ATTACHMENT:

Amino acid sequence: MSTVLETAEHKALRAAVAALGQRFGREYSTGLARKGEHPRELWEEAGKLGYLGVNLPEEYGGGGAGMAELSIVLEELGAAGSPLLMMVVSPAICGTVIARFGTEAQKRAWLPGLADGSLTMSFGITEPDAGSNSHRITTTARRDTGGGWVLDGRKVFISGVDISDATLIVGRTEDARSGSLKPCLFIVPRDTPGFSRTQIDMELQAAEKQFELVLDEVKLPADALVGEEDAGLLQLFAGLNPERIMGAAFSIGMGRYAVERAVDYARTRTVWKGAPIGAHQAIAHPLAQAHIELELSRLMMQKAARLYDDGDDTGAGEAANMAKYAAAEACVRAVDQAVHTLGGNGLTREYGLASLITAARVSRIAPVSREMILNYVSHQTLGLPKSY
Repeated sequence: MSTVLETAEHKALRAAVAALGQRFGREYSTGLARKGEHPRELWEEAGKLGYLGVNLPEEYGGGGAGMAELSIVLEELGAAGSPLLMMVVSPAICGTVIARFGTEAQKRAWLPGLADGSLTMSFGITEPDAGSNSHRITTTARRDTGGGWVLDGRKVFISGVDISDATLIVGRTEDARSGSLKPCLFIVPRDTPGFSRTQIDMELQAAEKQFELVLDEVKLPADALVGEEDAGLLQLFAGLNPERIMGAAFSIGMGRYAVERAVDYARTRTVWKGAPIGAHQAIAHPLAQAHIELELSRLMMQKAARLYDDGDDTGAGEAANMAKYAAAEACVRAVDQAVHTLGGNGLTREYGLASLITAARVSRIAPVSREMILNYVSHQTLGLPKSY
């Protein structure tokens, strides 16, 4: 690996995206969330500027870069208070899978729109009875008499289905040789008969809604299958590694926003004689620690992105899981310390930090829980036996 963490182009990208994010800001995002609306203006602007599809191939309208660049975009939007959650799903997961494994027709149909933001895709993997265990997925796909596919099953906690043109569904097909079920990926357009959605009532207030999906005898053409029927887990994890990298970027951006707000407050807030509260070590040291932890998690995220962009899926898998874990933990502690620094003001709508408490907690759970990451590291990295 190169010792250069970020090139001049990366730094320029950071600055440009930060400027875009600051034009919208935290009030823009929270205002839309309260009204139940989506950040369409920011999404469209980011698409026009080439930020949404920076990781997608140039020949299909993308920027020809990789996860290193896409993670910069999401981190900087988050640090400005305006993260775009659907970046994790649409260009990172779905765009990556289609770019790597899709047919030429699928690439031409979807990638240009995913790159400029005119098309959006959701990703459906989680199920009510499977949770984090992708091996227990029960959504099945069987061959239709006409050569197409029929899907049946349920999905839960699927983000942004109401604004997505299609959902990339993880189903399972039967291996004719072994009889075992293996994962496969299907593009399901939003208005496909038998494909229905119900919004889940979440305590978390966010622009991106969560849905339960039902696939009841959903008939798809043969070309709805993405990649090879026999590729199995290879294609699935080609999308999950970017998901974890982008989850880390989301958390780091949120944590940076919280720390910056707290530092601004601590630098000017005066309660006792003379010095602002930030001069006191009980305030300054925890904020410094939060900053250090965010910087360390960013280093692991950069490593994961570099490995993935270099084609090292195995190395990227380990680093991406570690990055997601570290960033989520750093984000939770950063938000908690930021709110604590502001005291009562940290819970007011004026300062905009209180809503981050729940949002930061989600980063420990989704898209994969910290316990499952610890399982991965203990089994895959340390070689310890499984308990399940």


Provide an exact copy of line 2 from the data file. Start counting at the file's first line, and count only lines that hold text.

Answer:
Repeated sequence: MSTVLETAEHKALRAAVAALGQRFGREYSTGLARKGEHPRELWEEAGKLGYLGVNLPEEYGGGGAGMAELSIVLEELGAAGSPLLMMVVSPAICGTVIARFGTEAQKRAWLPGLADGSLTMSFGITEPDAGSNSHRITTTARRDTGGGWVLDGRKVFISGVDISDATLIVGRTEDARSGSLKPCLFIVPRDTPGFSRTQIDMELQAAEKQFELVLDEVKLPADALVGEEDAGLLQLFAGLNPERIMGAAFSIGMGRYAVERAVDYARTRTVWKGAPIGAHQAIAHPLAQAHIELELSRLMMQKAARLYDDGDDTGAGEAANMAKYAAAEACVRAVDQAVHTLGGNGLTREYGLASLITAARVSRIAPVSREMILNYVSHQTLGLPKSY